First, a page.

Monday, October 10, 2005

The Memphis Commercial Appeal Reports On The Republican Ring Of Corruption

Well folks, it looks as though this story now has legs.The Memphis Commercial Appeal has now ran with the story our blog did about Ed Bryant taking money from Tom Delay's PACs in the past.

This makes the second major article from a Tennessee newspaper that has stemmed from our initial post on the matter.

From the Memphis Commercial Appeal:

Two of the three Tennessee candidates seeking the 2006 Republican nomination for U.S. Senate received substantial campaign contributions from political action committees controlled by indicted former House Majority Leader Tom DeLay.

Former congressman and GOP gubernatorial candidate Van Hilleary received $17,020 from Americans for a Republican Majority or the Tom DeLay Congressional Committee since 1994. Former congressman and U.S. Senate candidate Ed Bryant took $11,506 from the same sources over the same period, records show.

Both campaigns said they plan to keep the DeLay-connected funds.

DeLay's alleged use of PAC money to influence several Texas state House races resulted in his recent indictment on state conspiracy and money laundering charges. Those indictments also forced him to resign as the Number 2 man in the GOP House leadership.

Bryant, who represented a district that included parts of Shelby County, said he has been very consistent in taking money from political action committees, and said he didn't expect to be tarred by his association with DeLay.

"Most likely, if it's Congressman (Harold) Ford (Jr.) in the general election, I'm pretty confident he takes PAC money," said Bryant. "These PACs that we accept money from are legal PACs. To my knowledge, there's absolutely nothing wrong, then or now, with these particular PACs I took money from."

Ford and State Sen. Rosalind Kurita are the Democratic candidates for the seat Sen. Bill Frist, R-Tenn., plans to vacate next year.

Jennifer Coxe, a spokesman for Hilleary, said the DeLay money won't be a factor in the campaign. "Americans for a Republican Majority supports conservative Republicans across the country. Van was a conservative leader in Congress... and as such has been supported by other conservative leaders who share a common belief in limited government, lower taxes and traditional family values."

Coxe said the real money issue in the campaign may be who is financing the campaign of the third candidate in the Republican race, Bob Corker, the former mayor of Chattanooga. She accused Corker of taking money from former Republican Gov. Don Sundquist and former Democratic Gov. Ned McWherter, adding, "and just last week, a prominent Nashville doctor who performs abortions had a fundraiser for Corker."

She was referring to Dr. Frank Boehm, a professor of obstetrics and gynecology at Vanderbilt University Medical Center. The Vanderbilt clinic only performs abortions involving fetal abnormalities, according to news accounts.

Corker, who in the past has been critical of candidates, including Frist, who take PAC money, is receiving some in this election cycle. Regarding Coxe's comment, Corker's campaign manager, Ben Mitchell, said all three candidates are "pro-life" and have received help from "pro-choice" supporters.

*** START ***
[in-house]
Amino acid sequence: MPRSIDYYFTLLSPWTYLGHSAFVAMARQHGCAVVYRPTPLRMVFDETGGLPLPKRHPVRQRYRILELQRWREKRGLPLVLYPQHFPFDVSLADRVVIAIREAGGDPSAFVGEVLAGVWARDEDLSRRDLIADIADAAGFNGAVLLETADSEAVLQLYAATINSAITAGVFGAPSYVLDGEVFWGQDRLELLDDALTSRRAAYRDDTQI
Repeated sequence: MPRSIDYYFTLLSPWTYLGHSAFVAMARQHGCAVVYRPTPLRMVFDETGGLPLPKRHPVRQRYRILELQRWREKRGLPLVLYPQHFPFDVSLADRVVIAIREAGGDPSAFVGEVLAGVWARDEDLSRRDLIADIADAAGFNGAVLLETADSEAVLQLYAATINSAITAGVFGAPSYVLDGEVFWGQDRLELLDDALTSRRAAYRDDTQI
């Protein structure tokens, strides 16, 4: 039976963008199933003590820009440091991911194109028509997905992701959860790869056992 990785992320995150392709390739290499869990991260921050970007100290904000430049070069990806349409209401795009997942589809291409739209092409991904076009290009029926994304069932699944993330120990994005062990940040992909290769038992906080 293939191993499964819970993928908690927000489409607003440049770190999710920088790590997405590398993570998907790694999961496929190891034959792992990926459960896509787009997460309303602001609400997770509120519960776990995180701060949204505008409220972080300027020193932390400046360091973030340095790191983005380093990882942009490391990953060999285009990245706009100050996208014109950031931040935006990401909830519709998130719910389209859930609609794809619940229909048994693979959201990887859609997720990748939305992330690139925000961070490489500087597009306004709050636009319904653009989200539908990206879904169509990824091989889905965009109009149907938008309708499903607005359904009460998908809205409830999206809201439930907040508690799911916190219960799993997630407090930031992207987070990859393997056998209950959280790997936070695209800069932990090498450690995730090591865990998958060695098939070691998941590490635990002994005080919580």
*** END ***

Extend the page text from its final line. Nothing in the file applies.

Mitchell dismissed the DeLay money received by Corker's opponents as an issue. "We think Tennesseans deserve a Republican primary on the issues, not a gotcha game based on donors," he said.

John R. Vile, a political science professor at Middle Tennessee State University in Murfreesboro, said the connection to the Texas power broker might be more relevant to voters in the general election. It actually could help both Hilleary and Bryant establish their "conservative bonafides" with primary voters, he said.
Vile said that without proof that DeLay's operation was corrupt at the time the contributions were made, it made sense for them to take the cash.

"Somebody offers you money and they're a leading Republican — I doubt you're going to look a gift horse in the mouth," he said.

ARMPAC routinely gave money to conservative Republicans, and never to Democrats, Federal Election Commission records show.

Hilleary got a total of $7,020 for his congressional races from 1994-2000 and $10,000 when he ran unsuccessfully for governor in 2002. Bryant received $5,506 in 1994 and $1,000 in 2000 while running for Congress, and $5,000 when he ran for the U.S. Senate against Lamar Alexander in 2002.

Although Ford has not made an issue of the DeLay contributions to the Republicans, and declined comment when asked about it this week, a prolific blogger and Ford supporter, Chris D. Jackson of Loretto, Tenn., has been noting the DeLay connection.

Jackson, an 18-year-old freshman political science major at the University of North Alabama in Florence, is also the vice chairman of the Lawrence County Democratic Party.

"A lot of people are really disgusted with all the corruption," Jackson said Thursday. "A lot of people don't want any more people like that associated with Tom DeLay to get in office. It's the job of people like me, at the grassroots level, to try to expose it to the people."